"I told some of the comrades that I was going. Oh, you don't know the hope that, springs up when one escapes!  It means that if one succeeds, the world will know the truth that is buried in those living graves. They all gave me messages to carry back to the dear ones left behind, and one couple begged me to take their little child with me, so that it might be saved from that life. I was glad to. It was company to me and helped me in my disguise, for I said I was its mother. 

"We got away, hidden in a farmer's waggon. It was 300 miles to the nearest place where, I could find shelter with comrades who knew of my coming, but I found refuge at night in the huts of the poor along the way. Miserable and hopeless as their life is, they rejoice to help and protect others. I thought often, that we would freeze to death, the little one and myself, but we lived; and I gave the child to its grandparents in Russia.

"Perhaps I should not have gone to see my own people, but I did. They were afraid of the secret police finding me, so I went on to Paris to meet some of the comrades to give them messages from Siberia and to get instructions.

Then, in 1906, came a terrible outbreak in the south. The general at Sebastopol, In the Crimea, ordered hundreds of sailors shot down without trial for mutiny in the Black Sea fleet. His name was Chukhim. My girl comrade, Katia Ismalovitch, the daughter of a Russian general herself, killed the Governor-General. She was shot without trial within 24 hours. I was arrested with others and sentenced to life imprisonment at hard labor in Siberia.

"Several of us girls went.  One was Marie Spiridonoff, a writer. She was very beautiful. The Cossacks mistreated her, and then beat her with knouts on her bare shoulders. She is 27 now and is still in Akal. We were allowed 20 minutes a day exercise. The rest of the time was spent in solitary confinement. Some kill themselves or go mad, but most of us always hope to escape.

"There were only six women In that prison, and over 300 men. One of the men, Gregory Gershuni, escaped in a barrel of sauerkraut, and regulations were stricter afterward. That occurred in 1910, then a St. Petersburg, official named Vysotzky came to us specially appointed to put down any rebellion.  The day he arrived he ordered everyone in the prison lashed by the Cossacks. Ten of the men attempted suicide. One died. He was Sazonoff, who killed Plehve. "We women were ordered away to another prison, nine miles from there. It was the dead of winter, and we had to march—Two—another girl and myself—were down sick with inflammation of the lungs, and even the prison doctor said we had better not be moved.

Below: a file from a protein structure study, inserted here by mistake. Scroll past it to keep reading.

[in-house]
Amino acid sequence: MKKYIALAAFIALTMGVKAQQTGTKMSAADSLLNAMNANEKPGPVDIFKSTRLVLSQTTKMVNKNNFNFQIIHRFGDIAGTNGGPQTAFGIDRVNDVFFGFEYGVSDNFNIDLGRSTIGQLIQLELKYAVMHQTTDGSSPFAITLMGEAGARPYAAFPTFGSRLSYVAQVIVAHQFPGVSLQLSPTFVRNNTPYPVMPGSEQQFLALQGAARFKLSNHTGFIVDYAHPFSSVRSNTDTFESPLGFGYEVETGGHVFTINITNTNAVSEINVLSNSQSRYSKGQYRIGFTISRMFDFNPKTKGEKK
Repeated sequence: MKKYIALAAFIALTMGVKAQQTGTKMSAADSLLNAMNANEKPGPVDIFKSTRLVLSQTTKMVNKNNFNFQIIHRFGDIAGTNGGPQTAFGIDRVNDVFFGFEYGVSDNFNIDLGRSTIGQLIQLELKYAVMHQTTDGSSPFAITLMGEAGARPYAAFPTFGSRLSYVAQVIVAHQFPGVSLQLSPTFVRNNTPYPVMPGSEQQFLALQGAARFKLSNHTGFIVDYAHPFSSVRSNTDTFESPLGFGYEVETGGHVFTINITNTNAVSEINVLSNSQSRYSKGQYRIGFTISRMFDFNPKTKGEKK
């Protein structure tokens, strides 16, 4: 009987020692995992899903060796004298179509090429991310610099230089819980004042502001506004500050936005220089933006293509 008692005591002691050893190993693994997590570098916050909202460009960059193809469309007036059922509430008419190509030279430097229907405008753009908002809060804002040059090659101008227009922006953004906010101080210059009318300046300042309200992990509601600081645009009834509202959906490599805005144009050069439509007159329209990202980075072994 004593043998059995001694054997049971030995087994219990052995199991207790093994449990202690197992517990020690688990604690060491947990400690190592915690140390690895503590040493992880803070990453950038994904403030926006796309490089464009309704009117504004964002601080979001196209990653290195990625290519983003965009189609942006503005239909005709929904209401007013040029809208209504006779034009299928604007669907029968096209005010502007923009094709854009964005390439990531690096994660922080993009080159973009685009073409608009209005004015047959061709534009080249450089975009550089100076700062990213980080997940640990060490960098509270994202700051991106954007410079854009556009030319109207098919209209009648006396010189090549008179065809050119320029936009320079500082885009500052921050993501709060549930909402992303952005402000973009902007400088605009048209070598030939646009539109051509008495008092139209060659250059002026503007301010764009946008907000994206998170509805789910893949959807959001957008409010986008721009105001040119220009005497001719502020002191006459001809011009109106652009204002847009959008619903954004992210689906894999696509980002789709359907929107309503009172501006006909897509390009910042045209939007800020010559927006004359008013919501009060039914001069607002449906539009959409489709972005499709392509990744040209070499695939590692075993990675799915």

But at night they came to us, Marie Spiridonoff and myself, and took us away. Oh, I cannot tell you the suffering and misery of that march through the night. You long, to die that is all.

"After five years I made up my mind I would escape or die. I had been very ill, and they sent me to the prison hospital at Irkutsk, for an operation. It was filthy there.  After two-weeks. I escaped. No, I cannot tell you who helped me, but I put on a suit of boy's clothes and slipped out by night.

"For a month I lay hidden in the town when they thought I had gone on. As soon as I was strong enough to travel. I was disguised and sent away into Manchuria. From Shanghai, I was sent to Italy by steamer and so reached, Paris.

"From there I went to London, bearing messages and telling what we had all gone through. Everywhere we know we are hunted by the Russian spies, but what of it?  When I think of those still back there in those black prison holes of death. I would gladly give my life to save them."